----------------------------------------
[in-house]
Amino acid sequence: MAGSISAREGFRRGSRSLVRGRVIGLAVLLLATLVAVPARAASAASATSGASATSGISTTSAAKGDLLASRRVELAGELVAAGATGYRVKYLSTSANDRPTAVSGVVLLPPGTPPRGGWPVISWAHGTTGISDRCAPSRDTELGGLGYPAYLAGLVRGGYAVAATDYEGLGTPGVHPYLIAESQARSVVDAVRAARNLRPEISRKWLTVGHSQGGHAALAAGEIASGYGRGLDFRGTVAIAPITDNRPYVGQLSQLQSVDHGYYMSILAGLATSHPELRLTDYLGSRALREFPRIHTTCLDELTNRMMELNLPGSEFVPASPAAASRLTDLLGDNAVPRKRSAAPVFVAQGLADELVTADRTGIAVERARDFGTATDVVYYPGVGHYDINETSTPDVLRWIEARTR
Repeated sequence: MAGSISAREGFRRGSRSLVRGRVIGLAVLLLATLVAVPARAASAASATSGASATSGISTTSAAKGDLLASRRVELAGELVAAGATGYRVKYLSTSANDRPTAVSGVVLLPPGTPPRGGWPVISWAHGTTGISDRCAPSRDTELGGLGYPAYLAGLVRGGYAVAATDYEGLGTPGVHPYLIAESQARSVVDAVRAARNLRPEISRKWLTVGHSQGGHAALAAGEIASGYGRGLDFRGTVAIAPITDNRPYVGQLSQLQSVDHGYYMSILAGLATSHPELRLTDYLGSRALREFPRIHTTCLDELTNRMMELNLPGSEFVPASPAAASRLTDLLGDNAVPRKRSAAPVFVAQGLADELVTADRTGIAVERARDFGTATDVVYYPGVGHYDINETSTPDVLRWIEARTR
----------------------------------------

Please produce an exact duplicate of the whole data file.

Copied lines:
[in-house]
Amino acid sequence: MAGSISAREGFRRGSRSLVRGRVIGLAVLLLATLVAVPARAASAASATSGASATSGISTTSAAKGDLLASRRVELAGELVAAGATGYRVKYLSTSANDRPTAVSGVVLLPPGTPPRGGWPVISWAHGTTGISDRCAPSRDTELGGLGYPAYLAGLVRGGYAVAATDYEGLGTPGVHPYLIAESQARSVVDAVRAARNLRPEISRKWLTVGHSQGGHAALAAGEIASGYGRGLDFRGTVAIAPITDNRPYVGQLSQLQSVDHGYYMSILAGLATSHPELRLTDYLGSRALREFPRIHTTCLDELTNRMMELNLPGSEFVPASPAAASRLTDLLGDNAVPRKRSAAPVFVAQGLADELVTADRTGIAVERARDFGTATDVVYYPGVGHYDINETSTPDVLRWIEARTR
Repeated sequence: MAGSISAREGFRRGSRSLVRGRVIGLAVLLLATLVAVPARAASAASATSGASATSGISTTSAAKGDLLASRRVELAGELVAAGATGYRVKYLSTSANDRPTAVSGVVLLPPGTPPRGGWPVISWAHGTTGISDRCAPSRDTELGGLGYPAYLAGLVRGGYAVAATDYEGLGTPGVHPYLIAESQARSVVDAVRAARNLRPEISRKWLTVGHSQGGHAALAAGEIASGYGRGLDFRGTVAIAPITDNRPYVGQLSQLQSVDHGYYMSILAGLATSHPELRLTDYLGSRALREFPRIHTTCLDELTNRMMELNLPGSEFVPASPAAASRLTDLLGDNAVPRKRSAAPVFVAQGLADELVTADRTGIAVERARDFGTATDVVYYPGVGHYDINETSTPDVLRWIEARTR